Parenting, there should be some kind of mandatory school for it, because let’s face it when we get our babies handed to us, we’re all captains of the SS Clueless.

Heck, ‘how do I squeeze in my own shower daily?’ is one that they should have covered in my pre-natal classes. It’s scary, and you’re tired, more tired than you’ve ever been in your life, but here are some things I learned during my first six weeks being a new mum, hopefully these help other new mums who are sitting at 3am breastfeeding wishing they knew how to do it all. And don’t worry, you’re doing great!

1.  You’re not superwoman but, you’re their superwoman 
If you’re sitting in a wasteland of dirty dishes, piles of laundry, toys and are sporting the same pair of PJs 4 days in a row, guess what? It’s okay. You’re supposed to be a hot mess when you first get home with the baby, especially being a new mum. Hell I’m still a hot mess now, a year and a half on. Yes, there’s dishes to do, clothes to wash and mopping to do but any down time you have, you should be resting. I felt guilty about not doing my share around the house but I could never find the time to do it. Here’s the biggest advice I can give you. Stop feeling guilty, take care of yourself, rest when you can because your baby doesn’t know the difference between wash cycles or clean or dirty plates. But he or she will know if you’re not 100%.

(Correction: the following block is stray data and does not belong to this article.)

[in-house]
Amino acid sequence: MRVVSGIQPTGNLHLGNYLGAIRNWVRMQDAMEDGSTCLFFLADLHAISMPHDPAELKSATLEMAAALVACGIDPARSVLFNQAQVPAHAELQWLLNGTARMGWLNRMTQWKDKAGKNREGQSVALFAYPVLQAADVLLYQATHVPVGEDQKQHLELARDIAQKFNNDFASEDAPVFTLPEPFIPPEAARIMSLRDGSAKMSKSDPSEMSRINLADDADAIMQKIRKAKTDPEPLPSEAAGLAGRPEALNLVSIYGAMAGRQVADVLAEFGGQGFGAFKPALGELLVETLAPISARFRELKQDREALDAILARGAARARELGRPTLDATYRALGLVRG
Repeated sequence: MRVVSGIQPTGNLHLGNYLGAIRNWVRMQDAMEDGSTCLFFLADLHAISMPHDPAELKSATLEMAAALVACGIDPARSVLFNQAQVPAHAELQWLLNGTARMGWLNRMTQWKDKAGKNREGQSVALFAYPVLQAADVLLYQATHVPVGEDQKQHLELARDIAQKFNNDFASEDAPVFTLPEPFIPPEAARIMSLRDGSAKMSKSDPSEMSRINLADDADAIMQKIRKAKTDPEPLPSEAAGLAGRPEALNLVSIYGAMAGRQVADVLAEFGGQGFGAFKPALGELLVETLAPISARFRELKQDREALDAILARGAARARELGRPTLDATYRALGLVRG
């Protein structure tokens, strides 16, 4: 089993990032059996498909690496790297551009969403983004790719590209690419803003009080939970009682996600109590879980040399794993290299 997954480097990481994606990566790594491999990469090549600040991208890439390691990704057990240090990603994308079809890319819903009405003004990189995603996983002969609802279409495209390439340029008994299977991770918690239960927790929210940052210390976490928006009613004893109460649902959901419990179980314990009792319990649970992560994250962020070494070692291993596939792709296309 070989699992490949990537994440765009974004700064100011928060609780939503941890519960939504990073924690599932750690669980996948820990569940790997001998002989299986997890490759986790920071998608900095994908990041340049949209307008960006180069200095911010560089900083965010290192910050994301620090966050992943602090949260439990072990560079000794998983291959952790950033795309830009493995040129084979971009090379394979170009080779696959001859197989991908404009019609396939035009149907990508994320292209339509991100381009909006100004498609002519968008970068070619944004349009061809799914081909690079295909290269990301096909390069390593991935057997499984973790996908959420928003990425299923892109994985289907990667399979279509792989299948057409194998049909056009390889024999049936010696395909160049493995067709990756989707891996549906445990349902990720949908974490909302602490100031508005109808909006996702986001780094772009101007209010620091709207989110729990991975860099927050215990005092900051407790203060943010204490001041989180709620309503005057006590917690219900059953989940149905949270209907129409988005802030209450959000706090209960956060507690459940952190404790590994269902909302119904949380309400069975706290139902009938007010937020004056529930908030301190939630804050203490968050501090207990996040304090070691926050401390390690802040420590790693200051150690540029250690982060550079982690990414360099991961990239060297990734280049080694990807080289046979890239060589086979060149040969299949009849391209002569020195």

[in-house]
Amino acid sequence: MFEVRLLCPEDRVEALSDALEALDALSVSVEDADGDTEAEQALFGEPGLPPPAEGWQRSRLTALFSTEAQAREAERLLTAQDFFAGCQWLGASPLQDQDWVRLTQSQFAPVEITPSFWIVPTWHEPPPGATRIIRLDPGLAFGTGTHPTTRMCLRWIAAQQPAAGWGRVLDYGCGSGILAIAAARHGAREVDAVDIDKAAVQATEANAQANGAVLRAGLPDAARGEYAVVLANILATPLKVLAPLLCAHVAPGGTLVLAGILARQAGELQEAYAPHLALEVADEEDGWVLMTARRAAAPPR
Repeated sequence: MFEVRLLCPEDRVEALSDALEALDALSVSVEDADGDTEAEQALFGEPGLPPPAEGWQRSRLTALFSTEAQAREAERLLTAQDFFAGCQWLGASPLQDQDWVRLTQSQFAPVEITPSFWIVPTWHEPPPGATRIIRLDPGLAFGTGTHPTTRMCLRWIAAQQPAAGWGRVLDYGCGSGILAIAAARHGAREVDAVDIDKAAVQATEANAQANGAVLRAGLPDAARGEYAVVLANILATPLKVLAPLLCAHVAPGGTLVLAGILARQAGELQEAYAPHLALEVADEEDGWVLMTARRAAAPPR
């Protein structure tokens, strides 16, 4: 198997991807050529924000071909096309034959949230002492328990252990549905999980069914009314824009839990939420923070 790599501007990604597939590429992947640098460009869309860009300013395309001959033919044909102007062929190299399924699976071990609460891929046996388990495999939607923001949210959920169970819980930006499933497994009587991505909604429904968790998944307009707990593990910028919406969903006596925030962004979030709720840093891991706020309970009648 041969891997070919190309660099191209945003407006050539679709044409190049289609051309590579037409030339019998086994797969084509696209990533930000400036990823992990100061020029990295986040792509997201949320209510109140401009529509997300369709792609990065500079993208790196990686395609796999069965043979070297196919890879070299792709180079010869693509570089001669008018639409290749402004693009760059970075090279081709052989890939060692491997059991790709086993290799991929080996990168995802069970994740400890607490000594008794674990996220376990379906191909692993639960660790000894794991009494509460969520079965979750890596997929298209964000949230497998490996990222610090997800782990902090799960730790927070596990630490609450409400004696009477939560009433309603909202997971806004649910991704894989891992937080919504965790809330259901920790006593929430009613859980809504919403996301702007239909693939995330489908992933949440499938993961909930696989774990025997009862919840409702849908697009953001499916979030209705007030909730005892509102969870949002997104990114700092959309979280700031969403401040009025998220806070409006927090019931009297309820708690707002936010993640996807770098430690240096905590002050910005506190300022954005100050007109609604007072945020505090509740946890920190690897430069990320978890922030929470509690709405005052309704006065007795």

2.  Poo, pee and vom, get used to them
We’ve done pretty well in our lives in avoiding someone pooing, peeing or vomiting on us throughout our adult lives but that’s all about to change. Learn the term Poonami (a tsunami of poo) because they happen, usually at the least convenient times, like while you’re paying for the groceries, or as you put them into the car. Always, always, always put a tissue on your baby boy’s willy while changing to avoid a steady stream to the face. And well, just get used to the idea that you’ll have spit ups and vomit on you at any given time so always have a change of clothes with you in the car.

3.  It’s okay to take time out for you